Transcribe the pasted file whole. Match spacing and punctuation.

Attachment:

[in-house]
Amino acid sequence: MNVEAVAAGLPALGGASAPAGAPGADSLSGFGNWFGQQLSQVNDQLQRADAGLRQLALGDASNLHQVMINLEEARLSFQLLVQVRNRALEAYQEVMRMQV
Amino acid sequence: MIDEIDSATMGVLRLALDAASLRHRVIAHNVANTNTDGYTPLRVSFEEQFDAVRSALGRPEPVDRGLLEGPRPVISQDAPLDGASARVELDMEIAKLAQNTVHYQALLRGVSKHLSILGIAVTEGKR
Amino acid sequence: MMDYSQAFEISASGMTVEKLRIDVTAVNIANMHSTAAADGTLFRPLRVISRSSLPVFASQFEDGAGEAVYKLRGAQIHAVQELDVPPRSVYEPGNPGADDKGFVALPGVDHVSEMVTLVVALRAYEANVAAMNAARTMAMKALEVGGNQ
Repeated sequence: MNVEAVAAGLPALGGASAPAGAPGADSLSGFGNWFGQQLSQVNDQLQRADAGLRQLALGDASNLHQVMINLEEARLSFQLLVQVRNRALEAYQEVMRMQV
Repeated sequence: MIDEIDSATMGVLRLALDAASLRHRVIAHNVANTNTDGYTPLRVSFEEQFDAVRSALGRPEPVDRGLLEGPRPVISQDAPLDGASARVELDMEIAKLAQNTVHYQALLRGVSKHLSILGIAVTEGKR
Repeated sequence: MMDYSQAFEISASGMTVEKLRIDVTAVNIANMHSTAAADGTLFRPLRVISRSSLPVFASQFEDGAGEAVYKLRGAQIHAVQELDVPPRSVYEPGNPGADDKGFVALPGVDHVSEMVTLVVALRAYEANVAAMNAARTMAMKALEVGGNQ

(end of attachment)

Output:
[in-house]
Amino acid sequence: MNVEAVAAGLPALGGASAPAGAPGADSLSGFGNWFGQQLSQVNDQLQRADAGLRQLALGDASNLHQVMINLEEARLSFQLLVQVRNRALEAYQEVMRMQV
Amino acid sequence: MIDEIDSATMGVLRLALDAASLRHRVIAHNVANTNTDGYTPLRVSFEEQFDAVRSALGRPEPVDRGLLEGPRPVISQDAPLDGASARVELDMEIAKLAQNTVHYQALLRGVSKHLSILGIAVTEGKR
Amino acid sequence: MMDYSQAFEISASGMTVEKLRIDVTAVNIANMHSTAAADGTLFRPLRVISRSSLPVFASQFEDGAGEAVYKLRGAQIHAVQELDVPPRSVYEPGNPGADDKGFVALPGVDHVSEMVTLVVALRAYEANVAAMNAARTMAMKALEVGGNQ
Repeated sequence: MNVEAVAAGLPALGGASAPAGAPGADSLSGFGNWFGQQLSQVNDQLQRADAGLRQLALGDASNLHQVMINLEEARLSFQLLVQVRNRALEAYQEVMRMQV
Repeated sequence: MIDEIDSATMGVLRLALDAASLRHRVIAHNVANTNTDGYTPLRVSFEEQFDAVRSALGRPEPVDRGLLEGPRPVISQDAPLDGASARVELDMEIAKLAQNTVHYQALLRGVSKHLSILGIAVTEGKR
Repeated sequence: MMDYSQAFEISASGMTVEKLRIDVTAVNIANMHSTAAADGTLFRPLRVISRSSLPVFASQFEDGAGEAVYKLRGAQIHAVQELDVPPRSVYEPGNPGADDKGFVALPGVDHVSEMVTLVVALRAYEANVAAMNAARTMAMKALEVGGNQ